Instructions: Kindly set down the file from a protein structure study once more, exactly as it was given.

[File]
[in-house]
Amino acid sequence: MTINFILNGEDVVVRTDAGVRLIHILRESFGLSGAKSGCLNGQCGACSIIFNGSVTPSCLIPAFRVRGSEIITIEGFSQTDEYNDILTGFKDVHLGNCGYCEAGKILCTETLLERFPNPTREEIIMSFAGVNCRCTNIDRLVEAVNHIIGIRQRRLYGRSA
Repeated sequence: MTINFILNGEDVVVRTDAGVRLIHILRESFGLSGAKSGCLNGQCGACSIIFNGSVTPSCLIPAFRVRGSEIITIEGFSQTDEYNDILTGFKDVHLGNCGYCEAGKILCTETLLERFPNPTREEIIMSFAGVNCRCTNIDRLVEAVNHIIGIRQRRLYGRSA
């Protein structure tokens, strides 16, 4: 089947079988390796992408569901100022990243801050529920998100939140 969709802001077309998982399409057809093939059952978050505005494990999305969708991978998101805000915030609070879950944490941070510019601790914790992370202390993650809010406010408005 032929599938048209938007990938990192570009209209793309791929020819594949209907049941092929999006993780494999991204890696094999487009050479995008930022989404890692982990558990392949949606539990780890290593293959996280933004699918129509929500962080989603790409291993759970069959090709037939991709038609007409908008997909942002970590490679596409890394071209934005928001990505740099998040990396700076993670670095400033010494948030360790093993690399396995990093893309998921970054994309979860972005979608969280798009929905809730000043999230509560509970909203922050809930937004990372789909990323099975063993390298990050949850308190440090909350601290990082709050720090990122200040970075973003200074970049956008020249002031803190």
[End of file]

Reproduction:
[in-house]
Amino acid sequence: MTINFILNGEDVVVRTDAGVRLIHILRESFGLSGAKSGCLNGQCGACSIIFNGSVTPSCLIPAFRVRGSEIITIEGFSQTDEYNDILTGFKDVHLGNCGYCEAGKILCTETLLERFPNPTREEIIMSFAGVNCRCTNIDRLVEAVNHIIGIRQRRLYGRSA
Repeated sequence: MTINFILNGEDVVVRTDAGVRLIHILRESFGLSGAKSGCLNGQCGACSIIFNGSVTPSCLIPAFRVRGSEIITIEGFSQTDEYNDILTGFKDVHLGNCGYCEAGKILCTETLLERFPNPTREEIIMSFAGVNCRCTNIDRLVEAVNHIIGIRQRRLYGRSA
């Protein structure tokens, strides 16, 4: 089947079988390796992408569901100022990243801050529920998100939140 969709802001077309998982399409057809093939059952978050505005494990999305969708991978998101805000915030609070879950944490941070510019601790914790992370202390993650809010406010408005 032929599938048209938007990938990192570009209209793309791929020819594949209907049941092929999006993780494999991204890696094999487009050479995008930022989404890692982990558990392949949606539990780890290593293959996280933004699918129509929500962080989603790409291993759970069959090709037939991709038609007409908008997909942002970590490679596409890394071209934005928001990505740099998040990396700076993670670095400033010494948030360790093993690399396995990093893309998921970054994309979860972005979608969280798009929905809730000043999230509560509970909203922050809930937004990372789909990323099975063993390298990050949850308190440090909350601290990082709050720090990122200040970075973003200074970049956008020249002031803190």